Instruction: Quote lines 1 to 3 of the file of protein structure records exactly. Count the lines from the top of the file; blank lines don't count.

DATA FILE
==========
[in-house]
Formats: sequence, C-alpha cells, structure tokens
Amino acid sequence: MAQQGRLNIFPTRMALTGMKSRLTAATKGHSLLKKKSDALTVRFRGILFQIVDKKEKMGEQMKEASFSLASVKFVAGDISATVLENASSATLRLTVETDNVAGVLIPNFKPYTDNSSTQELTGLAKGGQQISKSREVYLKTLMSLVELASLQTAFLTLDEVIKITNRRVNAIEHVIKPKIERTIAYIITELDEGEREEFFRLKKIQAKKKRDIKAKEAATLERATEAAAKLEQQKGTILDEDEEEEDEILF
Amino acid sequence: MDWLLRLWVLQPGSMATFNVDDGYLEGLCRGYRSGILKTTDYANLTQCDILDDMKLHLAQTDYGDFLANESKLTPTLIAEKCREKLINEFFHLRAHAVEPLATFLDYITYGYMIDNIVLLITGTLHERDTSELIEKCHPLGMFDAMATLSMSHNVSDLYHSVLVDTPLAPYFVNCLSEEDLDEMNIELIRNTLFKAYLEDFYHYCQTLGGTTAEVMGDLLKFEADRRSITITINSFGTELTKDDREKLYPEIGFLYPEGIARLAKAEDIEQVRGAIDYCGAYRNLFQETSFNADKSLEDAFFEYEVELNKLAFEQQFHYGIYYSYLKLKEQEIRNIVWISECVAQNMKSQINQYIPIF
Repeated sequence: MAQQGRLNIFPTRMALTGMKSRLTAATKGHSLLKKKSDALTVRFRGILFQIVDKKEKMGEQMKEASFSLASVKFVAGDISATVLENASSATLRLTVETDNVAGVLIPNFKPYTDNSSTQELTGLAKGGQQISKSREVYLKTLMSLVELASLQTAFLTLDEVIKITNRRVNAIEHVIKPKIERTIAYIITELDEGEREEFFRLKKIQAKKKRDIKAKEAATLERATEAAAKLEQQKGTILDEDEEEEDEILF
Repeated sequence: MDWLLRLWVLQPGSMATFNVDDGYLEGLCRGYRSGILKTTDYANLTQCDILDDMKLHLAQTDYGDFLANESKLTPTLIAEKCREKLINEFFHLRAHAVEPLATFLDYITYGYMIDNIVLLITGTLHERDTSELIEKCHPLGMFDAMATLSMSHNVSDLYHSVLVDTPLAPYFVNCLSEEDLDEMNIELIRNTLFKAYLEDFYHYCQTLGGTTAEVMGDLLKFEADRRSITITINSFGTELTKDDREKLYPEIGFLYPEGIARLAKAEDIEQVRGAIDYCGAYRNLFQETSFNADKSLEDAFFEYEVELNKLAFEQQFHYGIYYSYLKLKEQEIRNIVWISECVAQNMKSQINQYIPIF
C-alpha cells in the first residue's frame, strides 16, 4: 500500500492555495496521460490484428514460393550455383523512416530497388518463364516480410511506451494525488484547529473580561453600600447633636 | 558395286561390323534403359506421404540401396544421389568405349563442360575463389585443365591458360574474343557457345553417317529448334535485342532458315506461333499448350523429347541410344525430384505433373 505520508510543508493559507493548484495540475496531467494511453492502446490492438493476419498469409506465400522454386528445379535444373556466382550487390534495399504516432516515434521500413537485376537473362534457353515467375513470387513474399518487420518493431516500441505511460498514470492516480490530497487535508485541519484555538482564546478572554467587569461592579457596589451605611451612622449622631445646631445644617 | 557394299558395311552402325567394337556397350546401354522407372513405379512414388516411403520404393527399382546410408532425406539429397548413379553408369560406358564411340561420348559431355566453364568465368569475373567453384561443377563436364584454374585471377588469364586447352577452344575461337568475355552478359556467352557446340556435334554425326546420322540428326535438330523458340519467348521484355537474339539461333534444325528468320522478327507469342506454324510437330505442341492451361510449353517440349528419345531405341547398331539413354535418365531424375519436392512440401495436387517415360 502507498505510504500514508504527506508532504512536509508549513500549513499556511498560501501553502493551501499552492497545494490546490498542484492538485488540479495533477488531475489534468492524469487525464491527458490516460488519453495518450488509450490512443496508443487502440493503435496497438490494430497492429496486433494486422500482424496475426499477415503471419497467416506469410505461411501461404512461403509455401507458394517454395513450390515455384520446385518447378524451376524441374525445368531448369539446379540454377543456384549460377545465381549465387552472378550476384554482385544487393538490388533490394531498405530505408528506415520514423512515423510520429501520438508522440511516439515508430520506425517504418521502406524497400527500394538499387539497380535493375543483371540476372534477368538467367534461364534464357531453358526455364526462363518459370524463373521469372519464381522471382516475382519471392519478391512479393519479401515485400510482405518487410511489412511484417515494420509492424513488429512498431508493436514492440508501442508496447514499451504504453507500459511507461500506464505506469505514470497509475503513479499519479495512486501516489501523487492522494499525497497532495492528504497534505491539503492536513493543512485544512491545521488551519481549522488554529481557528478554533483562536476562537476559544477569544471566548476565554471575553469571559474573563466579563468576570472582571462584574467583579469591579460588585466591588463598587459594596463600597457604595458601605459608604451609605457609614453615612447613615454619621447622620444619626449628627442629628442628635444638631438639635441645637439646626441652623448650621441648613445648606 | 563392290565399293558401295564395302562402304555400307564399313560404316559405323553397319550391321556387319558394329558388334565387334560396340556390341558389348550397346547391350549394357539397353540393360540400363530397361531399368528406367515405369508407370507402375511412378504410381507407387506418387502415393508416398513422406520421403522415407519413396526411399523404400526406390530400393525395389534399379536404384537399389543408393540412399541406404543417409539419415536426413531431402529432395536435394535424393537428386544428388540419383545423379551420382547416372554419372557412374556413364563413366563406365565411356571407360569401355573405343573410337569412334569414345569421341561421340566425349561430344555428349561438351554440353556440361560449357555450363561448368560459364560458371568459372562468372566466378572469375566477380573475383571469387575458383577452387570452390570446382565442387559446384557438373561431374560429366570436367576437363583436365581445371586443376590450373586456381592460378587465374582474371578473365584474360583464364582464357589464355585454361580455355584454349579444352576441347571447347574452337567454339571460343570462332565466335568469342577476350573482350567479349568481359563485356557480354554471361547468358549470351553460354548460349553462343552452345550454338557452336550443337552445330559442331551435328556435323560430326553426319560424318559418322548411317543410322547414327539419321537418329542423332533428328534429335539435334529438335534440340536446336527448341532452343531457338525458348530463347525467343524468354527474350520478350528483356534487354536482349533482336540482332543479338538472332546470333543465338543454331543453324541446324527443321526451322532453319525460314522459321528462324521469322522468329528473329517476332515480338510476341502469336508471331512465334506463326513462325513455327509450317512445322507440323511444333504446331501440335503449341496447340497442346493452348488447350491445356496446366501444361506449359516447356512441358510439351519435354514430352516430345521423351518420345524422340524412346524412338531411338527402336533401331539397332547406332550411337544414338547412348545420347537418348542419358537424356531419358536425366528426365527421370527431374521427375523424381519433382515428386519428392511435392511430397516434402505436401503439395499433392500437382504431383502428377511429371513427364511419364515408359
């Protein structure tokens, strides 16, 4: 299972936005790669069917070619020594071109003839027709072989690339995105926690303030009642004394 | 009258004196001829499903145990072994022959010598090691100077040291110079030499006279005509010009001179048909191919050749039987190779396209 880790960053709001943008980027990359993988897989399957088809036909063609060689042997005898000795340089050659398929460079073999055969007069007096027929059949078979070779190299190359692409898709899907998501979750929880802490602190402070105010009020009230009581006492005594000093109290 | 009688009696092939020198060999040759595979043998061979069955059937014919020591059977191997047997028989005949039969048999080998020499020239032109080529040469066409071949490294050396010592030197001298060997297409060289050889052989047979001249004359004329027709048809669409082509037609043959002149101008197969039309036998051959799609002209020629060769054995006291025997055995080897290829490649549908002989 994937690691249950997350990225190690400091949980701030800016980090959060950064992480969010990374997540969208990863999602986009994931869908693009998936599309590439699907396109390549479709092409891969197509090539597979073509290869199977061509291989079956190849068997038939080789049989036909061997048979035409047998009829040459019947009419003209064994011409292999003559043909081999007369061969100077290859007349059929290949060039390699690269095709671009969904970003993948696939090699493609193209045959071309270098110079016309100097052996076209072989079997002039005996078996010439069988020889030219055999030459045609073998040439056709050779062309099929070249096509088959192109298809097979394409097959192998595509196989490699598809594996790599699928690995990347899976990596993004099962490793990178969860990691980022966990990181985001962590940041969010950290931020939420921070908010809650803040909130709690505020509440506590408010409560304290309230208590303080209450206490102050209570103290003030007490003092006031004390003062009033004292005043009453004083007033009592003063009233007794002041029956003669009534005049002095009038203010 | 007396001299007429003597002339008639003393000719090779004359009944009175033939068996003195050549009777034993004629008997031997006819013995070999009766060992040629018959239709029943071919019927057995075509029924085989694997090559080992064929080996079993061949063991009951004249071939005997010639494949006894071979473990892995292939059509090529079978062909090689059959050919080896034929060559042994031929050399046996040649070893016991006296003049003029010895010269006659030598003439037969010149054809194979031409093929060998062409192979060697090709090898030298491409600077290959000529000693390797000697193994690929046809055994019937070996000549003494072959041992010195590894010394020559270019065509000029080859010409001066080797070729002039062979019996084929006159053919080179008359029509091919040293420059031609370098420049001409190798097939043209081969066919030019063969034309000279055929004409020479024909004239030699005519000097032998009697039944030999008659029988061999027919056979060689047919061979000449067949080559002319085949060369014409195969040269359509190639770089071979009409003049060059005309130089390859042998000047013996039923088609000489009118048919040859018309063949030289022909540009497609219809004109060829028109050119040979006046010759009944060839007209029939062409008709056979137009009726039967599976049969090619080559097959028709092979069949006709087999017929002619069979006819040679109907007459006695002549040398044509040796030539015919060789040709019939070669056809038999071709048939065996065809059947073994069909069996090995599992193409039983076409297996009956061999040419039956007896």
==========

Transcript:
[in-house]
Formats: sequence, C-alpha cells, structure tokens
Amino acid sequence: MAQQGRLNIFPTRMALTGMKSRLTAATKGHSLLKKKSDALTVRFRGILFQIVDKKEKMGEQMKEASFSLASVKFVAGDISATVLENASSATLRLTVETDNVAGVLIPNFKPYTDNSSTQELTGLAKGGQQISKSREVYLKTLMSLVELASLQTAFLTLDEVIKITNRRVNAIEHVIKPKIERTIAYIITELDEGEREEFFRLKKIQAKKKRDIKAKEAATLERATEAAAKLEQQKGTILDEDEEEEDEILF